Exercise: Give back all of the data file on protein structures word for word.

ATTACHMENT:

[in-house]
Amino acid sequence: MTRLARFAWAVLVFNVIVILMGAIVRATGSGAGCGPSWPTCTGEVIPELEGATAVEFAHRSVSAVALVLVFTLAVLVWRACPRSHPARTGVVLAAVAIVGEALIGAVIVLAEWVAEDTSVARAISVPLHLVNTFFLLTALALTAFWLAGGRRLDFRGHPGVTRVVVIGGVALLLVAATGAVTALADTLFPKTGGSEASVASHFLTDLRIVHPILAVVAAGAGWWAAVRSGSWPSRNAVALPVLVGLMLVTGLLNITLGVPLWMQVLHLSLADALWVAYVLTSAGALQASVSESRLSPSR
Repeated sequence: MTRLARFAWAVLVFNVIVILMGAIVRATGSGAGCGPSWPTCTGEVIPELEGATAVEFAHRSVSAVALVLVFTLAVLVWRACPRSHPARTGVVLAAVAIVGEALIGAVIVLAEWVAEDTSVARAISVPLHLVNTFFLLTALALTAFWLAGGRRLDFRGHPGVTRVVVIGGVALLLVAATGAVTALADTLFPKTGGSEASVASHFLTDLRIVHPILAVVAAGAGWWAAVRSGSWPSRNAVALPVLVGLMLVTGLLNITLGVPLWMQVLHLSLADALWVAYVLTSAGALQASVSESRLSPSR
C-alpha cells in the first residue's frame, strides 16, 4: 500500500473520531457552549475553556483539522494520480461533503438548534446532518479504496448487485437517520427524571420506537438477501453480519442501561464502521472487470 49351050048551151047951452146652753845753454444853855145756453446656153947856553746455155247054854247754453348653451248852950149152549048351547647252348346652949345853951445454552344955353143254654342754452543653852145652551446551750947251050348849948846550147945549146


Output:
[in-house]
Amino acid sequence: MTRLARFAWAVLVFNVIVILMGAIVRATGSGAGCGPSWPTCTGEVIPELEGATAVEFAHRSVSAVALVLVFTLAVLVWRACPRSHPARTGVVLAAVAIVGEALIGAVIVLAEWVAEDTSVARAISVPLHLVNTFFLLTALALTAFWLAGGRRLDFRGHPGVTRVVVIGGVALLLVAATGAVTALADTLFPKTGGSEASVASHFLTDLRIVHPILAVVAAGAGWWAAVRSGSWPSRNAVALPVLVGLMLVTGLLNITLGVPLWMQVLHLSLADALWVAYVLTSAGALQASVSESRLSPSR
Repeated sequence: MTRLARFAWAVLVFNVIVILMGAIVRATGSGAGCGPSWPTCTGEVIPELEGATAVEFAHRSVSAVALVLVFTLAVLVWRACPRSHPARTGVVLAAVAIVGEALIGAVIVLAEWVAEDTSVARAISVPLHLVNTFFLLTALALTAFWLAGGRRLDFRGHPGVTRVVVIGGVALLLVAATGAVTALADTLFPKTGGSEASVASHFLTDLRIVHPILAVVAAGAGWWAAVRSGSWPSRNAVALPVLVGLMLVTGLLNITLGVPLWMQVLHLSLADALWVAYVLTSAGALQASVSESRLSPSR
C-alpha cells in the first residue's frame, strides 16, 4: 500500500473520531457552549475553556483539522494520480461533503438548534446532518479504496448487485437517520427524571420506537438477501453480519442501561464502521472487470 49351050048551151047951452146652753845753454444853855145756453446656153947856553746455155247054854247754453348653451248852950149152549048351547647252348346652949345853951445454552344955353143254654342754452543653852145652551446551750947251050348849948846550147945549146